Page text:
“These works are generally abstracts that juxtapose organic forms and ‘automatic,’ gestural marks with rigid and uniform geometry. This use of juxtaposition loosely explores how the contradictory relationship between these forms mirrors the relationship between the man-made and the natural world, but like I said, I’m not usually consciously thinking about themes or ideas like this while I’m painting.”

Originally from Victoria, B.C., Hill completed her undergraduate degree at University of Victoria (UVic) in Slavic studies and Soviet history, before moving to Montreal in September 2017. Her creative practice was a part of this move, as Hill explains, “After graduating, I moved to Montreal to focus on painting, and because it’s really a ‘right of passage’ for Victoria kids to move out here.” Currently, Hill isn’t in school, but a future enrolment as an independent student at Concordia is in the cards, especially since, as Hill explains, “I already spend four days a week on campus, working at The Hive!”

Hill was an avid painter throughout high school, even considering pursuing art in university, but ultimately found her path in studying history, which lessened her time and focus in practicing painting. However, completing her undergraduate degree changed this, and painting became prominent once again. “When I graduated from UVic in 2016, I was hit with anxiety that came along with no longer being a student for the first time in my life and being unsure of my direction and identity from thereon out. Getting back into painting at this somewhat turbulent time was extremely cathartic and exciting.”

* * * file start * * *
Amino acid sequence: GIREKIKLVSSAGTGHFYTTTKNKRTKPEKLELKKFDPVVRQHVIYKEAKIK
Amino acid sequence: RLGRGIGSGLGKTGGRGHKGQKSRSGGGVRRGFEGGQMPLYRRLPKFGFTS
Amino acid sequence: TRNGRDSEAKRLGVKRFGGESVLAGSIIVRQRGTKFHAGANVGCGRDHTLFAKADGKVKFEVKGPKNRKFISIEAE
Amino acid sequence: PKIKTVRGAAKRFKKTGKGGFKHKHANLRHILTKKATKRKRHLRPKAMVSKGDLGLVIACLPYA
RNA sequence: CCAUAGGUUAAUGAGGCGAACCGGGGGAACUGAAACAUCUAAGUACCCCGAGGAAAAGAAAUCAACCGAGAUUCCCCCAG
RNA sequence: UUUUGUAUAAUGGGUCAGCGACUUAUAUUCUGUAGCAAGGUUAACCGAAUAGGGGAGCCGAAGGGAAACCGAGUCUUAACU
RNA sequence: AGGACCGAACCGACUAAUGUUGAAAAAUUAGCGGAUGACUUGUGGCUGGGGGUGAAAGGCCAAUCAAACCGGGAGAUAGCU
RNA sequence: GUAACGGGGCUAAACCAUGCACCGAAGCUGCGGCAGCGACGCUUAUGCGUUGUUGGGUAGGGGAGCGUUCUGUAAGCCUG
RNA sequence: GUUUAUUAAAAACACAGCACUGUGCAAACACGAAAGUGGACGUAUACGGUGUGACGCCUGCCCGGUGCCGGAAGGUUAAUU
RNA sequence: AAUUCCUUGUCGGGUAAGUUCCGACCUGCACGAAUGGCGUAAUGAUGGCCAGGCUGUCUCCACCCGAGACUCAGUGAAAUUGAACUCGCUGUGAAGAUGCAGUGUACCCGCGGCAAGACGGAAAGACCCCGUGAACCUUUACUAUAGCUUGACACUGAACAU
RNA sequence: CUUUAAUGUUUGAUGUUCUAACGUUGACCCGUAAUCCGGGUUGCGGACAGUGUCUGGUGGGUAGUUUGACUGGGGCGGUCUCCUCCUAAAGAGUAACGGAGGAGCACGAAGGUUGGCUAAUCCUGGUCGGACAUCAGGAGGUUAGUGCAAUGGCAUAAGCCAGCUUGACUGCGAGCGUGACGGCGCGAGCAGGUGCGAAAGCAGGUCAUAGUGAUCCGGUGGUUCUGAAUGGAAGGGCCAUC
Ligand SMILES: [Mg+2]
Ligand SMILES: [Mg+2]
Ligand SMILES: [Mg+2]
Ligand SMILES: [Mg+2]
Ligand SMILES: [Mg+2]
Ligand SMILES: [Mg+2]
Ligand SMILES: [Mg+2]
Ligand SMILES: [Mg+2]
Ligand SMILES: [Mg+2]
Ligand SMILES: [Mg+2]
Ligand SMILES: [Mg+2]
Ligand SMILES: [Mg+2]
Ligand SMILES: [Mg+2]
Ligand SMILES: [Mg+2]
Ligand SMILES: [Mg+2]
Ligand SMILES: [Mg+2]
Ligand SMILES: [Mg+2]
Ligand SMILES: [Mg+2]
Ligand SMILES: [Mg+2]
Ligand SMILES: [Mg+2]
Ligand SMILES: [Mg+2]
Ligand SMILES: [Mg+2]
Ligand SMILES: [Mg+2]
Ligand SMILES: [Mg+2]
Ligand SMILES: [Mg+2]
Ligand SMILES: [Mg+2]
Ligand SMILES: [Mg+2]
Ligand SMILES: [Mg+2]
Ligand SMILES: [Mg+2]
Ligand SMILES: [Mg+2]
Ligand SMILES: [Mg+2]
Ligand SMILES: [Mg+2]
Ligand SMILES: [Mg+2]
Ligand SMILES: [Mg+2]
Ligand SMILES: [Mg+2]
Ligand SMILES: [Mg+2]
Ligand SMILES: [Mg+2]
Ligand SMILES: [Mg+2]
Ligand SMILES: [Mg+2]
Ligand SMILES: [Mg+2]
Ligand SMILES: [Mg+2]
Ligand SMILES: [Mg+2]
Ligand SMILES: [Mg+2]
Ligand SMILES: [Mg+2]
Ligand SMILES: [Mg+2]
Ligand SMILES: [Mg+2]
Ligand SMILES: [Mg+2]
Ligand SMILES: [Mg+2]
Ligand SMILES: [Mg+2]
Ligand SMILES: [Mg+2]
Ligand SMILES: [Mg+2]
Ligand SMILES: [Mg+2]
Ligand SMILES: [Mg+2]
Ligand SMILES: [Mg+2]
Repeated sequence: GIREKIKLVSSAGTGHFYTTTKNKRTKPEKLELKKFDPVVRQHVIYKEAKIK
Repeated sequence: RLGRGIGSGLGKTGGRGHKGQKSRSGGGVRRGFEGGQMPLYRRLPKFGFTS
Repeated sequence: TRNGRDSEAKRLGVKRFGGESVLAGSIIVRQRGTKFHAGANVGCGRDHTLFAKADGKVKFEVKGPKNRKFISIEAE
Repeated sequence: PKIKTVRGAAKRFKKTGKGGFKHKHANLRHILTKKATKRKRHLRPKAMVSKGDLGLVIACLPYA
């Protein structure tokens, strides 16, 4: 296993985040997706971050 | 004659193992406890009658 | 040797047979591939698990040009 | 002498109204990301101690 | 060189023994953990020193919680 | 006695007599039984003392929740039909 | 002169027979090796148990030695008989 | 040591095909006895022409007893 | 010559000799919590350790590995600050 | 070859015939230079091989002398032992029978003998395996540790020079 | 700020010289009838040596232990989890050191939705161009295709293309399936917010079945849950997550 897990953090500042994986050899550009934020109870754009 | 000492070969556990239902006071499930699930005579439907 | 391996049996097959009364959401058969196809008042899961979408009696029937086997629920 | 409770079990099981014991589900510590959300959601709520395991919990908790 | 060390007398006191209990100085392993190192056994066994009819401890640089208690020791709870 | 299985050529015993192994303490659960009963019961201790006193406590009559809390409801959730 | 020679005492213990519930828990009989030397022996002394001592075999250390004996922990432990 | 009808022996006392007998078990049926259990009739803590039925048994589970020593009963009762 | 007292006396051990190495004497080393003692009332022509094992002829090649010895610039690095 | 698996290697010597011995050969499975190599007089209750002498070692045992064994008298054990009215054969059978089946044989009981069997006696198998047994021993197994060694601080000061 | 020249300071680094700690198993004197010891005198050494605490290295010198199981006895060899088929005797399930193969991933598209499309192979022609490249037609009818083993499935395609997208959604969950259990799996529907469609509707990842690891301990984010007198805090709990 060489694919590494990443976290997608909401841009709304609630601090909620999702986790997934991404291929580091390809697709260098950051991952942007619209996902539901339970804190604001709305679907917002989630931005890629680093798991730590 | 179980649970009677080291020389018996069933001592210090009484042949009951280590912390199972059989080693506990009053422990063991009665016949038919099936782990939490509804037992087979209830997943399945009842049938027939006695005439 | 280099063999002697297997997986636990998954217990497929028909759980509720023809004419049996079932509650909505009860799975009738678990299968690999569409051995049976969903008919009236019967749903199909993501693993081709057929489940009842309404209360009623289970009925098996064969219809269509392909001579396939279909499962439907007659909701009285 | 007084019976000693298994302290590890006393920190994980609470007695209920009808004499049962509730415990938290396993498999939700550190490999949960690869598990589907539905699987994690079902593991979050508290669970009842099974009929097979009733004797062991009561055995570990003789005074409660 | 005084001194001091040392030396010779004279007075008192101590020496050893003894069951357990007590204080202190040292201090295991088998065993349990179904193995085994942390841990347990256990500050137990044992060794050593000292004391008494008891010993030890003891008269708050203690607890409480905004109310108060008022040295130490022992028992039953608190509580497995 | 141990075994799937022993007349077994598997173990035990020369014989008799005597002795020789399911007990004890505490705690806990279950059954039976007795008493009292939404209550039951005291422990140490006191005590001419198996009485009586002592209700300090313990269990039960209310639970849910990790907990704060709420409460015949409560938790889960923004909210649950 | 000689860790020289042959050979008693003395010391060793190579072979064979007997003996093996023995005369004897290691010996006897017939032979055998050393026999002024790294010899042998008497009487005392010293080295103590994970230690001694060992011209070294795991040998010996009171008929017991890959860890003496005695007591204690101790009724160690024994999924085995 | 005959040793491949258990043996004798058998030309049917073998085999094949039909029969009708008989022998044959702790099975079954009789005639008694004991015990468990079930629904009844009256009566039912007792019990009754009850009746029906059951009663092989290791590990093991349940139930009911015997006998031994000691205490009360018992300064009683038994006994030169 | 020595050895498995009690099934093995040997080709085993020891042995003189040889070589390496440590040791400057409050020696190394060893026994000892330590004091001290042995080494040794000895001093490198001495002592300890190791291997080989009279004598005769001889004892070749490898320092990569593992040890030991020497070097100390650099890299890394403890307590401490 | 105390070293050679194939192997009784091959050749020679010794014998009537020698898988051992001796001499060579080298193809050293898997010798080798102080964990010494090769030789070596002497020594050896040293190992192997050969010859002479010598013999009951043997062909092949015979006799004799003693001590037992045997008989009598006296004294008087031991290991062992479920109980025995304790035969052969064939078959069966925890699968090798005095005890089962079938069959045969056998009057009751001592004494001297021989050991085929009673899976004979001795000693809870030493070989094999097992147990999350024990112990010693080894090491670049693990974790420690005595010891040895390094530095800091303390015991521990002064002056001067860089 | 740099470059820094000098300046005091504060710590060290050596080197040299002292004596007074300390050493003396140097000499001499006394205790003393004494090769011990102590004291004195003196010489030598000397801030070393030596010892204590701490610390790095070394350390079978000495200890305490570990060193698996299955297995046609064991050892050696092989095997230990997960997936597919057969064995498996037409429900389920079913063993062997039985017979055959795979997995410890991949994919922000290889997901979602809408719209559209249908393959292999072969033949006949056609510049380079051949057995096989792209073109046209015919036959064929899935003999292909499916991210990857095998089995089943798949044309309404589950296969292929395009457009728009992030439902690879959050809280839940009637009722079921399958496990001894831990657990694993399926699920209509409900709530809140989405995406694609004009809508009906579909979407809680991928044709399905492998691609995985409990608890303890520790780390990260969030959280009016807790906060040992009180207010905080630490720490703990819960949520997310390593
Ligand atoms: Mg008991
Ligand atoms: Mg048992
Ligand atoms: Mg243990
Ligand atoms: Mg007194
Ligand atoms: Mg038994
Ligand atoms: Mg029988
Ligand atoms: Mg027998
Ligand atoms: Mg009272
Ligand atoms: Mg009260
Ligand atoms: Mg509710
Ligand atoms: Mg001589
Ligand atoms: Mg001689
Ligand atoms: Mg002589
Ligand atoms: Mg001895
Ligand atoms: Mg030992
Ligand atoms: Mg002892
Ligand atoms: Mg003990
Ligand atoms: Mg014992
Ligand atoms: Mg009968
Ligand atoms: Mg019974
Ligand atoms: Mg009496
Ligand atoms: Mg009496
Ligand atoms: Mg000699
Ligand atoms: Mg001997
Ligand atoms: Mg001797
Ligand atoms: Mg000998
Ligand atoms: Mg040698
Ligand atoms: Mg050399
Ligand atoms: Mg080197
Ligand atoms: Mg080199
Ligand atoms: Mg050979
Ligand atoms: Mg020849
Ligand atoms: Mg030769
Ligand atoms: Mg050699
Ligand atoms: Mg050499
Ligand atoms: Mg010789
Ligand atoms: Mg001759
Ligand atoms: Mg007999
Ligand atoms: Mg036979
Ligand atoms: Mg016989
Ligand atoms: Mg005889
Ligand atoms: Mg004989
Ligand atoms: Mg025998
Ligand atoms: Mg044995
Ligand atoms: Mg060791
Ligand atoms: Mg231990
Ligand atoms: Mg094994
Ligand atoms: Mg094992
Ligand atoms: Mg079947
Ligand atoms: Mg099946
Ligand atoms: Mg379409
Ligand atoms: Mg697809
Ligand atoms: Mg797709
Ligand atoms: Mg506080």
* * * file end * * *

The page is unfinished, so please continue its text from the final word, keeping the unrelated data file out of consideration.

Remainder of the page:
These previous studies, along with the influence of baby-boomer parents, find presence in Hill’s artwork. She explained the influence from these two major sources has led to Hill always feeling drawn to mid-century styles and movements, whether it be art, fashion or music. “My paintings are definitely inspired by the works of many of the abstract expressionists.  From a very early age I was drawn to abstraction by its emotional and intuitive nature. I particularly love the vibrancy, colours and general sensibility of painters like Joan Mitchell, Franz Kline and Willem de Kooning.” she said.

Being in Montreal has influenced Hill and her art practice to a degree as well. “Since moving to Montreal, I’ve been able to devote considerably more time and energy to my art as well as having the opportunity to get more engaged within an artistic community—including meeting many artists at Concordia—and visiting local galleries,” Hill said.